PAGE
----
The Cat Fight Over Kittenball: The contested origins of softball in the Upper Midwest

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An early kittenball, or softball, mold from the collections of Hennepin History Museum.

Minnesotans are generally nice, polite people. We don’t always like stirring up trouble by offering a contrary opinion and we’re usually happy to share our hot dish with others. However, there are some points of pride that Minnesotans take quite seriously, one of which was brought to the fore in 1938 when a math teacher at Cretin High School refuted the commonly held belief that softball originated in a Minneapolis fire station.  

 According to popular lore, a firefighter named Lewis Rober organized the first game of softball in 1895, hoping to develop a sport that would keep firefighters occupied and fit in-between calls but that did not require excessive time, space, or equipment to play. The game took off quickly and soon the firefighters at Station 19—currently the site of a Buffalo Wild Wings in Stadium Village—were regularly playing with the “Whales” of Engine 4, the “Rats” of Engine 9, the “Salisburys” of a nearby mattress factory, the “Pillsburys” from the flour mills, and the “Central Avenues.” Rober called the sport kittenball, named after his own team: the “Kittens.”   

 After nearly forty years of letting Rober bask in the spotlight, Brother Lewis Sixtus came forward with a different story. An article published in the Sunday Minneapolis Tribune on March 20, 1938 stated that Sixtus had played the game indoors at school in Chicago three years before its supposed birth. Sixtus went on to reveal that he had coached a well-established kittenball team at Cretin that had played against St. Paul Athletic club members, national guardsmen, and even professional baseball players—all prior to Rober’s publication of the game’s official rules in 1906.  

Unfortunately for Minnesotan pride, Sixtus’s story checks out. A version of softball was invented in Chicago in 1887 at the Farragut Boat Club when a Yale alum learned that his team had won the annual Yale-Harvard football game and chucked a boxing glove at a Harvard fan who tried to hit it with a bat.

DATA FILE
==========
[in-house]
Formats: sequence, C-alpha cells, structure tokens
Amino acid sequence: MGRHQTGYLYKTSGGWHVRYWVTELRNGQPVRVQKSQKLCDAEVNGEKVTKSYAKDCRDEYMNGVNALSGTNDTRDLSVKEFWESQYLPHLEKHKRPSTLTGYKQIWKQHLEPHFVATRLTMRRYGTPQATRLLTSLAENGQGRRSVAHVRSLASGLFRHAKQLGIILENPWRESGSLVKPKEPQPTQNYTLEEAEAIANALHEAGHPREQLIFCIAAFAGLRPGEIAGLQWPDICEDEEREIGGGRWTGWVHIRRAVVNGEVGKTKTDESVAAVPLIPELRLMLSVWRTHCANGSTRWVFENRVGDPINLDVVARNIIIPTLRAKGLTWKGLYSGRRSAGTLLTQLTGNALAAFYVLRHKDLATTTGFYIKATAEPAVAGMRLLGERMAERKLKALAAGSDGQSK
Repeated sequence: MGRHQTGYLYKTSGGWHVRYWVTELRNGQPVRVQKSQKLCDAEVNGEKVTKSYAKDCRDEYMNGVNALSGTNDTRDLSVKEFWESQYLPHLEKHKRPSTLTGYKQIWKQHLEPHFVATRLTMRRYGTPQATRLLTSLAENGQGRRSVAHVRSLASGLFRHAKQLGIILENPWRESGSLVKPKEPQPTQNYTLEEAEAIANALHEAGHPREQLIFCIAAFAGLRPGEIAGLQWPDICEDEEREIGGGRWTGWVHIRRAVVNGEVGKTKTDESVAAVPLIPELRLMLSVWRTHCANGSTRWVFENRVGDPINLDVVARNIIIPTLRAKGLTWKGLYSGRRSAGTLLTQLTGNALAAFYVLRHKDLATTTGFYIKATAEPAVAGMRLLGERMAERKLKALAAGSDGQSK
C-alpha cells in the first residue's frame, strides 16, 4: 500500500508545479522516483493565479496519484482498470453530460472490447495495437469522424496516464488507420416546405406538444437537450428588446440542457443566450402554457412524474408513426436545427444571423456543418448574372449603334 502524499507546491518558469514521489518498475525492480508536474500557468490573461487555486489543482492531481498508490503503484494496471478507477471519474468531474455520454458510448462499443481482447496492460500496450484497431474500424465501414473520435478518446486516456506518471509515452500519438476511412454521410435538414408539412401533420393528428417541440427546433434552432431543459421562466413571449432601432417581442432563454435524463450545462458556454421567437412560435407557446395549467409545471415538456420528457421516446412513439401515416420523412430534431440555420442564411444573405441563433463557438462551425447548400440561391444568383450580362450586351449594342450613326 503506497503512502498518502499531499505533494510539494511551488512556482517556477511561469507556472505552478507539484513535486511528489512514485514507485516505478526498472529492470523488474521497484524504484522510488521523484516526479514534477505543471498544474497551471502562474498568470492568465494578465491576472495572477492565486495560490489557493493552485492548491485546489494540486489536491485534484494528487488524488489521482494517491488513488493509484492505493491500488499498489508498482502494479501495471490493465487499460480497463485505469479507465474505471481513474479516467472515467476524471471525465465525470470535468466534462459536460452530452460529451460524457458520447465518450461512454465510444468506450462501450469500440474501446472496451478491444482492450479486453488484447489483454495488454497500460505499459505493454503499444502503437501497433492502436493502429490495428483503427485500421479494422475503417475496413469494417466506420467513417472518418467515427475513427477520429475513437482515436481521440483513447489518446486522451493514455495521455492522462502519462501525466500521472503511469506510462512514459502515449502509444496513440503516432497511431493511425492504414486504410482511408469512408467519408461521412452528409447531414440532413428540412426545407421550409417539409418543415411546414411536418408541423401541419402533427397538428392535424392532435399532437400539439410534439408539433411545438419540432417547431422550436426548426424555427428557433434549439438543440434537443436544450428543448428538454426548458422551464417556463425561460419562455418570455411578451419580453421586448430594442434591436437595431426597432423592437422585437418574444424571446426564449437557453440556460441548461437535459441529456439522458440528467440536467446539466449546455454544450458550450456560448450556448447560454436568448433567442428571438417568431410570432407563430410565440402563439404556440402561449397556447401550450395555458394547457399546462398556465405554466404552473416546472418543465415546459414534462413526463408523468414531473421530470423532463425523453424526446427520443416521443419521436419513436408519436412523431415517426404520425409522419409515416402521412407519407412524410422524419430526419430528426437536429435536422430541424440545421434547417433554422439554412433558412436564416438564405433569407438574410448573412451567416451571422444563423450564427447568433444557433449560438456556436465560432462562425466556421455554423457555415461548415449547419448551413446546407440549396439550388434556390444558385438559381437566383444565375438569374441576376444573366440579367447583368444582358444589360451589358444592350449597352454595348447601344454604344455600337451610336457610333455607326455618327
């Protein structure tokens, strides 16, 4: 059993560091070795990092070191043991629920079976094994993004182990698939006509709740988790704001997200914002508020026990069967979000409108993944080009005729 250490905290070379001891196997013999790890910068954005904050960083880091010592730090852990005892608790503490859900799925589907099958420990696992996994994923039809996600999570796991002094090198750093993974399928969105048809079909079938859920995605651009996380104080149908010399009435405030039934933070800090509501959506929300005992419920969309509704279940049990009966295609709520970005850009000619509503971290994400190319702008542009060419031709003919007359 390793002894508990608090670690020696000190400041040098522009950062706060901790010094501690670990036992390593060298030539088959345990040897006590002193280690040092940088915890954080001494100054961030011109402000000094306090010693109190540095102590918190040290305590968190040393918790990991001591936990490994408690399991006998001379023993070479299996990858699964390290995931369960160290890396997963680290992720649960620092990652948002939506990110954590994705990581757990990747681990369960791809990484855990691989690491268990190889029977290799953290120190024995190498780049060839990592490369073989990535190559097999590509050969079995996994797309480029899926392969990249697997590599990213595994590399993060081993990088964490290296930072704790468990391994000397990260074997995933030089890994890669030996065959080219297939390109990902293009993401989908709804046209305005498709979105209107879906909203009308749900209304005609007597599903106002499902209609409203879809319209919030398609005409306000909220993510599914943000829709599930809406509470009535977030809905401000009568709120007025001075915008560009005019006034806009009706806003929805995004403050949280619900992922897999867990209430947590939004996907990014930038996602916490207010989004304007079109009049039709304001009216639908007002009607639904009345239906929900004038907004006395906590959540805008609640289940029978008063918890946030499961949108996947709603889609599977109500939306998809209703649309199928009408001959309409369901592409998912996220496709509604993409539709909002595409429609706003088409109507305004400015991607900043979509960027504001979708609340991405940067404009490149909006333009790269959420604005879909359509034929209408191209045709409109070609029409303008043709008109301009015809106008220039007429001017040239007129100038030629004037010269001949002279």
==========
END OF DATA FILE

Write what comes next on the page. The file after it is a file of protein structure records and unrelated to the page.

Since the 1938 article, Minnesotans have tried recovering their claim to fame. Late in the 1970s, the old Station 19 firehouse was repurposed and turned into office and retail space. The architects in charge of the project hired historians to research the building and the kittenball story was unearthed. Soon after, Barbara Flanagan published an article in Minneapolis Star about the birth of kittenball, completely omitting Sixtus and the Chicago boathouse. A year later, Joe Hennessy followed suit, writing about the station, “that was the year and the place softball—then called kittenball—was invented.”  

 How do we reconcile these two stories? Typical Minnesotans, we have found a way to compromise. While most softball historians around the country and Wikipedia agree that Chicago invented softball, today Lewis Rober is widely known as the father of the outdoor version.  

 So the next time you’re scarfing down some Bdubs before heading over to the football game, remember that another great sport was born practically at your feet—and that superior to Chicago as always, we played it outside first.  

 Author Bio 

Carson Backhus is a Collections Intern at the Hennepin History Museum. She has a bachelor’s degree in history and French from Grinnell College in Iowa. Her primary historical interests are in the French Revolution and sensory history.  


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